300 Tasting Notes
I can’t quite explain this tea. I stumbled over the just-opened Mariage Frères store in London in the fall. I sniffed my way through everything they had. I definitely wasn’t going to buy another rooibos. The only thing I walked away with was this.
What gives, Anna?
I gifted the one I bought to a person who doesn’t really like rooibos at all (but who hilariously hogged it to the extent that the wildest excuses were made to not share any of the tea at all). I then returned in the spring and did EXACTLY THE SAME THING (?!) but kept the tea for myself this time.
It’s nowhere near as pretty as the picture above – forget about seeing even half a rose petal. The scent isn’t particularly strong; there’s a solid, lavender-strewn body with a slight hint of something indistinguishable and vaguely exciting.
It’s not an exceptional tea. It’s an elegant, smooth rooibos that hits a surprisingly bright shade brewed. It tastes… just like it smells.
And yet is has that thing. A wild card, a ghost note, a secret, two pinches of je ne sais quoi.
And I can’t explain it.
And I can’t stop drinking it.
[Purchased at Mariage Frères in London, May 2013.]
This is tea #3 from the selection of four I first talked about in this post: http://steepster.com/clareborn/posts/184829
I’ve had various golden needle teas before, but I’ve never brewed them myself. The long, spiky leaves aren’t really ideal for a one-cup infuser, but it worked out. I was struck by a brief wave of OCD desire to steep them vertically, but I managed to control myself.
Dry, this tea is very much a noseful of hay. Not dry, dead, hay, though, but grassy, sweet and springy. In the cup, it’s a very nice, smooth, elegant black. This is the kind of tea I’d keep at home, if I wanted to have a good basic black tea around – not overly characteristic, but with more sophistication and appeal than the average bag of leaves.
But, as it happens, I don’t feel much of a need to keep a good basic black around. I want more complexity and more surprises. I’ve finished the cup, and it was definitely nice and smooth – yes. I can see myself finishing the roughly 2 oz. I have left, potentially in a breakfast situation – yes. But it doesn’t really excite me, and there are many teas I would pick over it. My lower rating, in other words, has to do with my own preferences and not so much with the quality of the tea itself.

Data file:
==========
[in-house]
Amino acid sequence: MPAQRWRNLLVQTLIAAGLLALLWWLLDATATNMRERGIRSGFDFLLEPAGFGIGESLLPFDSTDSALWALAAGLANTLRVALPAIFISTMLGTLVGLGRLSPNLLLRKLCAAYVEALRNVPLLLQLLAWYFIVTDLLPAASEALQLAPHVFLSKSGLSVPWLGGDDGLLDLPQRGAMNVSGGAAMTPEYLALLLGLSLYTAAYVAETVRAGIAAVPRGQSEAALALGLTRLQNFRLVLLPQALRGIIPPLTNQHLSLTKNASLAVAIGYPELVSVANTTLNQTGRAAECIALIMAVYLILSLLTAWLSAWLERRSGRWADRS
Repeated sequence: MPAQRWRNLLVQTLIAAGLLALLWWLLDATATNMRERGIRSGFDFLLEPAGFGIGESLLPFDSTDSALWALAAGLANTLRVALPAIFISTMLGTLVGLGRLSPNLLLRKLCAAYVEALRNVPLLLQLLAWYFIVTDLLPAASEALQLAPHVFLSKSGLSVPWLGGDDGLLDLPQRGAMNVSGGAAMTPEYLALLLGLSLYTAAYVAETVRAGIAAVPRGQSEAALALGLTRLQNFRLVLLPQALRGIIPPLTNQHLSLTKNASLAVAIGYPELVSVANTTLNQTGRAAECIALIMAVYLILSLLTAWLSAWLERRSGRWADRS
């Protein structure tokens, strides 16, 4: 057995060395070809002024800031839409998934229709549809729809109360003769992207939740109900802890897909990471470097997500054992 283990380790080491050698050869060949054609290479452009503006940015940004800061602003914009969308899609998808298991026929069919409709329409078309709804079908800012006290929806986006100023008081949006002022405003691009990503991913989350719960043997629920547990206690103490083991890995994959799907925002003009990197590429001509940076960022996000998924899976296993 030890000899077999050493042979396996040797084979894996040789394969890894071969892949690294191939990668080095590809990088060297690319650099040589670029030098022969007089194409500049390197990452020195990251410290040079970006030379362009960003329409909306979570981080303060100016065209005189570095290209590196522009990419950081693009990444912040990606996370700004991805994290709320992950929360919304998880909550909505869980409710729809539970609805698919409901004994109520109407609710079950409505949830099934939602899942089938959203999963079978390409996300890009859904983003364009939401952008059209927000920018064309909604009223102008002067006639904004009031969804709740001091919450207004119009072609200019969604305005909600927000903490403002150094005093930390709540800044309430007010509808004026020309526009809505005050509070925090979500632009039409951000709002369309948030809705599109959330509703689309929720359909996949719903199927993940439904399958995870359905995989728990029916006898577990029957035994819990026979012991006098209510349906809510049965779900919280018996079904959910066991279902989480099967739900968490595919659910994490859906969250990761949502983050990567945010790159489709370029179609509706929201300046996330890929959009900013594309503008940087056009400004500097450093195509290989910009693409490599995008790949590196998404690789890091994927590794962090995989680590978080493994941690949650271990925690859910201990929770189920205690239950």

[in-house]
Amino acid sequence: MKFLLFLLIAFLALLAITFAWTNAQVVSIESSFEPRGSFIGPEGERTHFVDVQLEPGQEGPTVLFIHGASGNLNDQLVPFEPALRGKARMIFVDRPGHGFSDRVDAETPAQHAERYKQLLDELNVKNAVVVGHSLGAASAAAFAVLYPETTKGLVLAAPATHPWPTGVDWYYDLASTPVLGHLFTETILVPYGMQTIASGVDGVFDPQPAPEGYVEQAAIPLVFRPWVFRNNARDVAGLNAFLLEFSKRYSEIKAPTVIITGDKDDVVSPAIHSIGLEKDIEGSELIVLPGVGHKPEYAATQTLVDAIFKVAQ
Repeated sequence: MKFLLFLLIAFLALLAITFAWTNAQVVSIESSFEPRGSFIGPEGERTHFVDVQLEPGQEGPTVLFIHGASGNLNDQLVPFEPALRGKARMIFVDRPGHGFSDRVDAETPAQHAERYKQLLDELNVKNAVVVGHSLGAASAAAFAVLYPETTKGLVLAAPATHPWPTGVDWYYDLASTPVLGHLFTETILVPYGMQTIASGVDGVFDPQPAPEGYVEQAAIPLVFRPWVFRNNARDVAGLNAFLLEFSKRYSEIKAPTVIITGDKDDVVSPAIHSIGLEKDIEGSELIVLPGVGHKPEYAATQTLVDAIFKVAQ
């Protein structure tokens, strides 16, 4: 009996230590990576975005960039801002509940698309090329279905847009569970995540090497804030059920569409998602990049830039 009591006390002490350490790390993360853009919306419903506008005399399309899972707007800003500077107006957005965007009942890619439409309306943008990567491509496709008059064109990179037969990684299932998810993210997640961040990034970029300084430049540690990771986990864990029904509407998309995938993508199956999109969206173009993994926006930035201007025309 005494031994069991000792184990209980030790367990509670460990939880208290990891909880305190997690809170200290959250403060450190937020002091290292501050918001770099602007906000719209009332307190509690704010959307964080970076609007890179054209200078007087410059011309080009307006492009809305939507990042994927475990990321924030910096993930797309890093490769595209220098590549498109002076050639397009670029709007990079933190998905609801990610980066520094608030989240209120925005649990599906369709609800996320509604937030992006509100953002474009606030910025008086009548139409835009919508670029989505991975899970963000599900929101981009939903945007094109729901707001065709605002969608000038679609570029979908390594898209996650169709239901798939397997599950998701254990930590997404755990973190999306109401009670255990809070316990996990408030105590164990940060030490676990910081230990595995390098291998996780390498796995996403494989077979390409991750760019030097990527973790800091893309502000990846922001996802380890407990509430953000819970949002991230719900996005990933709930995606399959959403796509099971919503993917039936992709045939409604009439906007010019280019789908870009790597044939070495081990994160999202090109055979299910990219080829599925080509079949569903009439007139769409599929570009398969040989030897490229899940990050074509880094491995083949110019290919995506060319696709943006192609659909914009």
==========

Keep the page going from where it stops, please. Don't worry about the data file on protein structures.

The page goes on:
[Purchased/gifted at Teavana in Honolulu, January 2013.]
I find this (Christmas sale) tea frustrating. It’s full of promise – it’s beautifully chunky with fruit and it smells so, so good. There’s just no way all that lusciousness could be lost on the way to the cup.
And yet it is.
Following the on-bag instructions for the hot brew produces a nearly incomprehensibly bland tea. It’s completely flat, with a vague fruity note.
Cooling it, on the other hand, does enhance the flavour, but brings out a bitterness so pronounced it’s like a punch in the face.
I’m so frustrated I’m considering roasting it lightly in the oven and eating it dry as a snack, or an ice cream topping. It seriously can’t be any worse than drinking it.
[Purchased at Teavana in Honolulu, January 2013.]
What I wrote about basic, everyday rooibos teas in this note is applicable here as well: http://steepster.com/teas/tehornan/39015-champagne-gradd-champagne-and-cream
This was my go-to rooibos in the fall, and consequently I have only just a little left. I thought I’d top this canister right up again, but after drinking it nearly back-to-back with the champagne and cream from the same store, I find myself liking that one just a little bit better.